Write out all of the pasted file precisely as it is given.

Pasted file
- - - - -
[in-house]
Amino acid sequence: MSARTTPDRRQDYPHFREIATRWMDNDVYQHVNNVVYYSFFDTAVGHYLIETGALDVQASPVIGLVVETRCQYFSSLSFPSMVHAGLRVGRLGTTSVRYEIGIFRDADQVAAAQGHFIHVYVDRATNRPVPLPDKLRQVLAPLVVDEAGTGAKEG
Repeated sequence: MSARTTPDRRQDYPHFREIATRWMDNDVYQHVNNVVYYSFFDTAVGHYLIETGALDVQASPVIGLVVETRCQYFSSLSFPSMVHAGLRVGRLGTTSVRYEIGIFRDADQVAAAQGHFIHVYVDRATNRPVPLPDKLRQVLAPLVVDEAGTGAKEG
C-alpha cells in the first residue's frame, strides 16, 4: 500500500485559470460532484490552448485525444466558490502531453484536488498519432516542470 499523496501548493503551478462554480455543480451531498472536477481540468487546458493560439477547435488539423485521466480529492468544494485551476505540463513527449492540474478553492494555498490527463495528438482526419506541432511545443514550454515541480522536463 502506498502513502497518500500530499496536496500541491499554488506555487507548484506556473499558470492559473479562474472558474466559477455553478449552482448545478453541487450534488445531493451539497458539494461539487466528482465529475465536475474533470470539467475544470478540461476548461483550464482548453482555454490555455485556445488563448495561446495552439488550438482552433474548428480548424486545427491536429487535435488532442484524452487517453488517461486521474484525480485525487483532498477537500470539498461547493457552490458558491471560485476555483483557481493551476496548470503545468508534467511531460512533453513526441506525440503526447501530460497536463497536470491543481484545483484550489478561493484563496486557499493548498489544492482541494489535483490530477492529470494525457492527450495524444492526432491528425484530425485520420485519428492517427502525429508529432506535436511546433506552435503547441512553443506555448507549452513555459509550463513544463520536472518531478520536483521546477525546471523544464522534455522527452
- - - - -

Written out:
[in-house]
Amino acid sequence: MSARTTPDRRQDYPHFREIATRWMDNDVYQHVNNVVYYSFFDTAVGHYLIETGALDVQASPVIGLVVETRCQYFSSLSFPSMVHAGLRVGRLGTTSVRYEIGIFRDADQVAAAQGHFIHVYVDRATNRPVPLPDKLRQVLAPLVVDEAGTGAKEG
Repeated sequence: MSARTTPDRRQDYPHFREIATRWMDNDVYQHVNNVVYYSFFDTAVGHYLIETGALDVQASPVIGLVVETRCQYFSSLSFPSMVHAGLRVGRLGTTSVRYEIGIFRDADQVAAAQGHFIHVYVDRATNRPVPLPDKLRQVLAPLVVDEAGTGAKEG
C-alpha cells in the first residue's frame, strides 16, 4: 500500500485559470460532484490552448485525444466558490502531453484536488498519432516542470 499523496501548493503551478462554480455543480451531498472536477481540468487546458493560439477547435488539423485521466480529492468544494485551476505540463513527449492540474478553492494555498490527463495528438482526419506541432511545443514550454515541480522536463 502506498502513502497518500500530499496536496500541491499554488506555487507548484506556473499558470492559473479562474472558474466559477455553478449552482448545478453541487450534488445531493451539497458539494461539487466528482465529475465536475474533470470539467475544470478540461476548461483550464482548453482555454490555455485556445488563448495561446495552439488550438482552433474548428480548424486545427491536429487535435488532442484524452487517453488517461486521474484525480485525487483532498477537500470539498461547493457552490458558491471560485476555483483557481493551476496548470503545468508534467511531460512533453513526441506525440503526447501530460497536463497536470491543481484545483484550489478561493484563496486557499493548498489544492482541494489535483490530477492529470494525457492527450495524444492526432491528425484530425485520420485519428492517427502525429508529432506535436511546433506552435503547441512553443506555448507549452513555459509550463513544463520536472518531478520536483521546477525546471523544464522534455522527452